Saki Mafundikwa is a maverick visionary who left a successful design career in New York to return to his native Zimbabwe and open that country’s first school of graphic design and new media. Mafundikwa is the author of Afrikan Alphabets, a comprehensive review of African writing systems. He has participated in exhibitions and workshops around the world, contributed to a variety of publications and lectured about the globalization of design and the African aesthetic. In going home and opening his school, Mafundikwa’s ambition is nothing less than to jump-start an African renaissance. (aiga.org)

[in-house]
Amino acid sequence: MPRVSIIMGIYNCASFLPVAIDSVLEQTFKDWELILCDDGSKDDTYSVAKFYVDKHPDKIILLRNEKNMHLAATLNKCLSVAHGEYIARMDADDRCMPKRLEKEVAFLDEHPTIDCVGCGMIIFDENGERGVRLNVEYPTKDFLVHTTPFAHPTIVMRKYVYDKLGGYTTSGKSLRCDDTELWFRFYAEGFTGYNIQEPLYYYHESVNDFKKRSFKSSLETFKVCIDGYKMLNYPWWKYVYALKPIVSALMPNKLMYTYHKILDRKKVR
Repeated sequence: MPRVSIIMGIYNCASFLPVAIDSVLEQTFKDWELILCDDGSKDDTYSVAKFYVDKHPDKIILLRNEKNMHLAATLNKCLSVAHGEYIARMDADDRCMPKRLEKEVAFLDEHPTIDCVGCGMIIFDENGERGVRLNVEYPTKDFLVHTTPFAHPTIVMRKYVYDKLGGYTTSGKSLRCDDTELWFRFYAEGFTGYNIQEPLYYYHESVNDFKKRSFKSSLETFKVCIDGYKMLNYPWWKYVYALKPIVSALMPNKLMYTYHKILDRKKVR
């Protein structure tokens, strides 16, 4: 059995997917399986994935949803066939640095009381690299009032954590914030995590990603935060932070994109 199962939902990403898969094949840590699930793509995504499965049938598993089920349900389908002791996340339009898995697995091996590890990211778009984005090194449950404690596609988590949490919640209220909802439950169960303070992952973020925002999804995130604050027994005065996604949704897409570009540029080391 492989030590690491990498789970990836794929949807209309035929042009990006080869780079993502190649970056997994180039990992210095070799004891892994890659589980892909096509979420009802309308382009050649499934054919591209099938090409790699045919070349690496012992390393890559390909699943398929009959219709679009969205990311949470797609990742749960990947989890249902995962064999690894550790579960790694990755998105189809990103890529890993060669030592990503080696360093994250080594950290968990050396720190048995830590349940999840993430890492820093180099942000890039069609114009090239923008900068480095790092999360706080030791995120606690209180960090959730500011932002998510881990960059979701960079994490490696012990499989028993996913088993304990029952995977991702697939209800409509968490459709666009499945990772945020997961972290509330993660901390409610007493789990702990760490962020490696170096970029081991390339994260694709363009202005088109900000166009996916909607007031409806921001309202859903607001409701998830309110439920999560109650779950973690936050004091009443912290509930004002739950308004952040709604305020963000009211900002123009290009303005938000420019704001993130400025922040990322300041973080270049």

“I returned home last year after an absence that totalled twenty years, going to school and then working in the US. I decided to come back home to start ZIVA, a New Media Arts school. ZIVA, besides being an acronym for Zimbabwe Institute of Vigital Arts, is also a Shona word meaning “knowledge.”…

At the heart of ZIVA’s mission is a desire to create a new visual language – a language inspired by history, a language that is informed by but not dictated to or confined by European design, a language that is inspired by all the arts (sculpture, textiles, painting and Afrikan religion), a language whose inspiration is Afrikan. We are at a crossroads in the history of design right now with the young designers of the Western world rejecting the straitjacket confines of what design is and is not.